Friday, February 01, 2008

The Enemy Within

I want to draw your attention to a subtle point I have tried making
many times: "Don't give in to fear." For me, the importance of these
words can't be overstated. How hard I try to stay calm and
composed when it's the question of drawing motivation to work! I have
let go waste tonnes and tonnes of fear which I could easily have used
to push myself into working hard and getting professionally benefited.
I daresay, I would have been able to prove quite a few points had I
let that happen. I have tried very hard to never let that happen
(though I don't always succeed). Same has been true with other sources
of motivation like rivalry, ambition and professional conceit. I have
always shunned them when I could have used them. The central idea was:
"My research is the purest and most beautiful thing I do. I will not
malign it by letting it get driven by things I consider negative." I
mayn't have been always correct in being so pedantic about the matter.
I sometimes wonder if I hadn't looked at certain things like fear,
anger, rivalry and ambition as out and out negative things, I could
have found it easier to get into a habit of working hard. Once the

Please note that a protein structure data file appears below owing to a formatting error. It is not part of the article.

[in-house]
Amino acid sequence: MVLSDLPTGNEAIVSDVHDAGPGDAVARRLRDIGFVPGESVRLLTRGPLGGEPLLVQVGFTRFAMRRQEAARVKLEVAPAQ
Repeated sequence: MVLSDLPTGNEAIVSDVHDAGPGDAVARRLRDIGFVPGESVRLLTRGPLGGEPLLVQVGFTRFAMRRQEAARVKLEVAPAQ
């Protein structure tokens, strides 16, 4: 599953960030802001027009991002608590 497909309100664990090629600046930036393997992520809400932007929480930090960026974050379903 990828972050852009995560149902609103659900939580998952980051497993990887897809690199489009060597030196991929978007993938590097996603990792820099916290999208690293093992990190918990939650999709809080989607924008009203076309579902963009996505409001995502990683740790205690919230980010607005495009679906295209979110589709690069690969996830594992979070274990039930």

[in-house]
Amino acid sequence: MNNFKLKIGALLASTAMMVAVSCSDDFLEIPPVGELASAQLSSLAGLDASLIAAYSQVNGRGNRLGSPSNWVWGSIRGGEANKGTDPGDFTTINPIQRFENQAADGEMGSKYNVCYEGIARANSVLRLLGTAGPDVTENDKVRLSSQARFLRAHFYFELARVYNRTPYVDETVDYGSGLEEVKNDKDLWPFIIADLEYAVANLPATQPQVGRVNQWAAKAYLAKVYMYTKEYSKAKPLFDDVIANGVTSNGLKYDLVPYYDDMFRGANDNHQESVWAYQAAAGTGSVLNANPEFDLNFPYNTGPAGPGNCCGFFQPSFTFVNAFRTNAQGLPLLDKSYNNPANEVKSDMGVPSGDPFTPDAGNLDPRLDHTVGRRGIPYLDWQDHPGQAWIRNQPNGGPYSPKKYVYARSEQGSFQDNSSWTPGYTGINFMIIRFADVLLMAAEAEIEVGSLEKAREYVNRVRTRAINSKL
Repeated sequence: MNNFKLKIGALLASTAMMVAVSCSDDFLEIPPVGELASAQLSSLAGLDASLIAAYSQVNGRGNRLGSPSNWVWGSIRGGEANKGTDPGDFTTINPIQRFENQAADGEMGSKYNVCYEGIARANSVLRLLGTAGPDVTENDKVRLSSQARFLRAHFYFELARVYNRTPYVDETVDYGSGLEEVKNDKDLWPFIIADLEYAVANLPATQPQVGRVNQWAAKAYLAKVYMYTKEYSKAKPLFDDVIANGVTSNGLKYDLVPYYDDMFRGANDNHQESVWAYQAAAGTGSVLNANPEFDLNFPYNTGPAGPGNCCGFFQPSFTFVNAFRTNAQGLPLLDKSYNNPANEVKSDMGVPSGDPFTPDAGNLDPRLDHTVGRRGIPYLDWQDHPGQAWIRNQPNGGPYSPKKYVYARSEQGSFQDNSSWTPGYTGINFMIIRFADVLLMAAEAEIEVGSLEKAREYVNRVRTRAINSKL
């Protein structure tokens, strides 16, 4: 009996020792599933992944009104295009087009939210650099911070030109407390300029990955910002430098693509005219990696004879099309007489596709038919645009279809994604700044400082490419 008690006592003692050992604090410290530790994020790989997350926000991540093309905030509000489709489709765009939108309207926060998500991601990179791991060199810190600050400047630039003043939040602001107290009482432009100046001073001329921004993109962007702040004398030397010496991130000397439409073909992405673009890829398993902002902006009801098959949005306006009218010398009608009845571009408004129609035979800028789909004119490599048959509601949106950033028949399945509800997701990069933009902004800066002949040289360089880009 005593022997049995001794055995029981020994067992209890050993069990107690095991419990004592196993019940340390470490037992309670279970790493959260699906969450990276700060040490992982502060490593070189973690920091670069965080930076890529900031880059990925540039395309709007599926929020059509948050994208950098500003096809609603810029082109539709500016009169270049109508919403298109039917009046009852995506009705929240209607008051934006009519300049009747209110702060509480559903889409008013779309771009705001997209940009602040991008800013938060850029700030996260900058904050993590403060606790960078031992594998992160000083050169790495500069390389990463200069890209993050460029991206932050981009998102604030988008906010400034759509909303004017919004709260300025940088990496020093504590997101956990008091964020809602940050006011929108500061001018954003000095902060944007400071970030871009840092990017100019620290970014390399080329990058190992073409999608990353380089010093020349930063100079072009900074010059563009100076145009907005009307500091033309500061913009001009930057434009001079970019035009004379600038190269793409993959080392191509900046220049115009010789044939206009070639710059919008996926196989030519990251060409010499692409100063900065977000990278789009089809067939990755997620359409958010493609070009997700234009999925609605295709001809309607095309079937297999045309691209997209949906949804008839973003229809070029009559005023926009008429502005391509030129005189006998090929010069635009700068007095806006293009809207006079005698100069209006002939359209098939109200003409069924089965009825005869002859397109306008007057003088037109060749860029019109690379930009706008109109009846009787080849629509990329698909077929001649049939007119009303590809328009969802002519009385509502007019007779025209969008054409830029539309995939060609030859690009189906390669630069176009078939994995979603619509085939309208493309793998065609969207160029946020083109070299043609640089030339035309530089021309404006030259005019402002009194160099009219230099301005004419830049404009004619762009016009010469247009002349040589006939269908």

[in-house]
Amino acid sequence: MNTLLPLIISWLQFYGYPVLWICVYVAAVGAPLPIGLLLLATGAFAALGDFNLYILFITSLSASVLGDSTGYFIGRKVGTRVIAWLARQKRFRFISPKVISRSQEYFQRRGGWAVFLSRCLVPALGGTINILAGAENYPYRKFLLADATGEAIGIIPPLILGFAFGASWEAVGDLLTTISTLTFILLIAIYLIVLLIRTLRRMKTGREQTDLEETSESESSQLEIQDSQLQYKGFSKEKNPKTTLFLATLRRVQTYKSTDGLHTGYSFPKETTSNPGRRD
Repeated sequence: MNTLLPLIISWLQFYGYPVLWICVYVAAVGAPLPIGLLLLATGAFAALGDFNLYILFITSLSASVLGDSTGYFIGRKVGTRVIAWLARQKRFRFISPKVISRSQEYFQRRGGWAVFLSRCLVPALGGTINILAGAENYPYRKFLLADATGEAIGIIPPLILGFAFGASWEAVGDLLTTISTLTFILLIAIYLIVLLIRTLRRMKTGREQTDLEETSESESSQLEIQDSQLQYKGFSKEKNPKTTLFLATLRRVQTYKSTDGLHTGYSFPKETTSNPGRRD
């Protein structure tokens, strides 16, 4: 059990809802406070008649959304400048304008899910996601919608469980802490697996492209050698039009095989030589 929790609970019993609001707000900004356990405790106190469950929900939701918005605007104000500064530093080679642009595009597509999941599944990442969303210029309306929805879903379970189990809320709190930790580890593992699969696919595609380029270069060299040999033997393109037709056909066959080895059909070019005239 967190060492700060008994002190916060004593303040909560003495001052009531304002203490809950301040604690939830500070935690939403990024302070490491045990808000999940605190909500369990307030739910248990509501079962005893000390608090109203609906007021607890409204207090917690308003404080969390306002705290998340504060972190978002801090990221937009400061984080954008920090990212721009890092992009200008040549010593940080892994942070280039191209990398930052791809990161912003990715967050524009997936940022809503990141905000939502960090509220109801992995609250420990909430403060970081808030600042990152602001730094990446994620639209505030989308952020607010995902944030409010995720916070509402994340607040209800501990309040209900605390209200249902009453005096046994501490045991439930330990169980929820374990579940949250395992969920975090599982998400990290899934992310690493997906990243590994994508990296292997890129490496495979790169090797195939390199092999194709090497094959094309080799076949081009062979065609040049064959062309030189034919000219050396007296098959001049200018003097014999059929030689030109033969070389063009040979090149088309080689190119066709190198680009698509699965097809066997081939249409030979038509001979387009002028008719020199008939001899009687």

habit set in, perhaps, I could have worked towards purifying my
thoughts, and then driving myself with purer sources of motivation
then on. Well, perhaps. I will hopefully get a chance to validate that
hypothesis in future. But, let's not talk about that aspect right now.

The above maxim can be partially stated as: "Never let negative
thoughts drive you to do anything good." But it gets completed when we
say: "Never let negative thoughts stop you from doing what you truly
want to do."

That second part of the maxim came to my rescue two and half years
ago, when I had almost got paralysed after suffering nearly 2 years of
fruitless toil on a problem which wasn't moving anywhere. By some
miracle (which is also called 'introspection'), I realised that,
bigger and more immediate than the problem of my research not going
anywhere, it was that deep fear of having to face failure and
disappointment which was my problem. Slowly, I could get clearer and
clearer sight of that 'fear' which used to draw away my energy
whenever I would decide to sit and do something towards my research.
This fear was born and had grown within me; and yet, I could see it as
an external thing -- something which I had cut and throw away from my
system, something I should take pleasure in killing.

When I succeeded in looking at this fear as something not essential to
my personality, but rather something that I could easily throw out of
my system, and survive, I could actually get up and do something about
my plight. I realised that, for the immediate moment, my success lay,
not in doing successful research, but in honestly trying to do so. And
I wouldn't let my fear stop me from doing that.

I think I won that little battle. But the fear is still there and
sometimes becomes overpowering. But, due to that one triumphant